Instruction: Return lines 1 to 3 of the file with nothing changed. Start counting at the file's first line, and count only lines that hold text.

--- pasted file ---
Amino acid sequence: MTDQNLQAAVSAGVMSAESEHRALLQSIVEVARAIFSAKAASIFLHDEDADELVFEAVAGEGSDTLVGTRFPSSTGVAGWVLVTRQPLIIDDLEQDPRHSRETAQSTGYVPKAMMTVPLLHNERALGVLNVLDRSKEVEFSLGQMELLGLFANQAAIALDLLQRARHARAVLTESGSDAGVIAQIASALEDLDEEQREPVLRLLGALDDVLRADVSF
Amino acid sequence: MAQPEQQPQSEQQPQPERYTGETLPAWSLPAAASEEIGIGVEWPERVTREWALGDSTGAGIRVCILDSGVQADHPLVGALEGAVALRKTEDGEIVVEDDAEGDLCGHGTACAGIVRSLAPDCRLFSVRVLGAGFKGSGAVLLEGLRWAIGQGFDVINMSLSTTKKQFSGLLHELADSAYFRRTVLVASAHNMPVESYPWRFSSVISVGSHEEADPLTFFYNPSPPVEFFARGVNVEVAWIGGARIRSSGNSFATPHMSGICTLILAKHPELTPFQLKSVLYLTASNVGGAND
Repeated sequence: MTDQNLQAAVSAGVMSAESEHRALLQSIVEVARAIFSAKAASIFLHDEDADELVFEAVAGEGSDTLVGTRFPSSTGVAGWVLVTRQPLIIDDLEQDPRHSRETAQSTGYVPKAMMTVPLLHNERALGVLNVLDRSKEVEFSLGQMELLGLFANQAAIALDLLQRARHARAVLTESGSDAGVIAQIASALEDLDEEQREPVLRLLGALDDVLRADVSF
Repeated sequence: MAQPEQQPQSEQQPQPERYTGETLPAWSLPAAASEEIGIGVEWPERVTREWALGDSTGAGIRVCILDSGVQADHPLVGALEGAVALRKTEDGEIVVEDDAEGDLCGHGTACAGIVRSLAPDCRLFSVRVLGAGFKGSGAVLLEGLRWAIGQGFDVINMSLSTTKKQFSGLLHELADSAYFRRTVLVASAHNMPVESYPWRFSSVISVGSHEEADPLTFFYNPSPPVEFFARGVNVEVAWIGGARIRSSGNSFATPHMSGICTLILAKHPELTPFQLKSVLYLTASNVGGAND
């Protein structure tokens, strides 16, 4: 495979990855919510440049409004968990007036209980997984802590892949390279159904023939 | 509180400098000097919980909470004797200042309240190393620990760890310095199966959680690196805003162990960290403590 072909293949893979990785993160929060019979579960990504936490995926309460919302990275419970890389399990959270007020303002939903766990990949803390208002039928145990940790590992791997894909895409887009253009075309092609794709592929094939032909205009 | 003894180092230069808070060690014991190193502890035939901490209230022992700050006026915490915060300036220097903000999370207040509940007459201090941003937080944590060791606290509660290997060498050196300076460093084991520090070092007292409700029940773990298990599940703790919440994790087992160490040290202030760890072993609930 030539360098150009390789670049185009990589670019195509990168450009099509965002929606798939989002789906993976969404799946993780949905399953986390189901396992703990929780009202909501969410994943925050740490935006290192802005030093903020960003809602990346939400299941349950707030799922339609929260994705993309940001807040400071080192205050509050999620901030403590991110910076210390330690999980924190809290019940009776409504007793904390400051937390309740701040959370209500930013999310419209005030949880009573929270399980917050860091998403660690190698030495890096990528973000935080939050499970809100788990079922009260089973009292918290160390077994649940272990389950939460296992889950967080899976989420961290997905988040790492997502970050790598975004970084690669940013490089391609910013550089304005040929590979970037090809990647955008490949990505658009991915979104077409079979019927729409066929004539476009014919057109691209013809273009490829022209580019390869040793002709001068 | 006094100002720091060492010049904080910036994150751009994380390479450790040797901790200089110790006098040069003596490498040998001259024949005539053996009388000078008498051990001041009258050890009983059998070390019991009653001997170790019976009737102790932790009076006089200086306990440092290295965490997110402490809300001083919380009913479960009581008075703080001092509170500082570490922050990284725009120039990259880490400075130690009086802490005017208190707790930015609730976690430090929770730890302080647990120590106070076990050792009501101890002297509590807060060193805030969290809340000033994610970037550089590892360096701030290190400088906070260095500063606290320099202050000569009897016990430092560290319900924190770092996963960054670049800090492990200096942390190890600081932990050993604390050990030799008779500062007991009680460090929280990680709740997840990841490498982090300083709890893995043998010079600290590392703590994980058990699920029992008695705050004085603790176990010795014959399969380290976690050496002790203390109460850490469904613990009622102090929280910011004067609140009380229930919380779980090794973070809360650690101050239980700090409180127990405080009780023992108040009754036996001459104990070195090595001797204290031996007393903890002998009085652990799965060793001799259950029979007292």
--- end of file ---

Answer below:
Amino acid sequence: MTDQNLQAAVSAGVMSAESEHRALLQSIVEVARAIFSAKAASIFLHDEDADELVFEAVAGEGSDTLVGTRFPSSTGVAGWVLVTRQPLIIDDLEQDPRHSRETAQSTGYVPKAMMTVPLLHNERALGVLNVLDRSKEVEFSLGQMELLGLFANQAAIALDLLQRARHARAVLTESGSDAGVIAQIASALEDLDEEQREPVLRLLGALDDVLRADVSF
Amino acid sequence: MAQPEQQPQSEQQPQPERYTGETLPAWSLPAAASEEIGIGVEWPERVTREWALGDSTGAGIRVCILDSGVQADHPLVGALEGAVALRKTEDGEIVVEDDAEGDLCGHGTACAGIVRSLAPDCRLFSVRVLGAGFKGSGAVLLEGLRWAIGQGFDVINMSLSTTKKQFSGLLHELADSAYFRRTVLVASAHNMPVESYPWRFSSVISVGSHEEADPLTFFYNPSPPVEFFARGVNVEVAWIGGARIRSSGNSFATPHMSGICTLILAKHPELTPFQLKSVLYLTASNVGGAND
Repeated sequence: MTDQNLQAAVSAGVMSAESEHRALLQSIVEVARAIFSAKAASIFLHDEDADELVFEAVAGEGSDTLVGTRFPSSTGVAGWVLVTRQPLIIDDLEQDPRHSRETAQSTGYVPKAMMTVPLLHNERALGVLNVLDRSKEVEFSLGQMELLGLFANQAAIALDLLQRARHARAVLTESGSDAGVIAQIASALEDLDEEQREPVLRLLGALDDVLRADVSF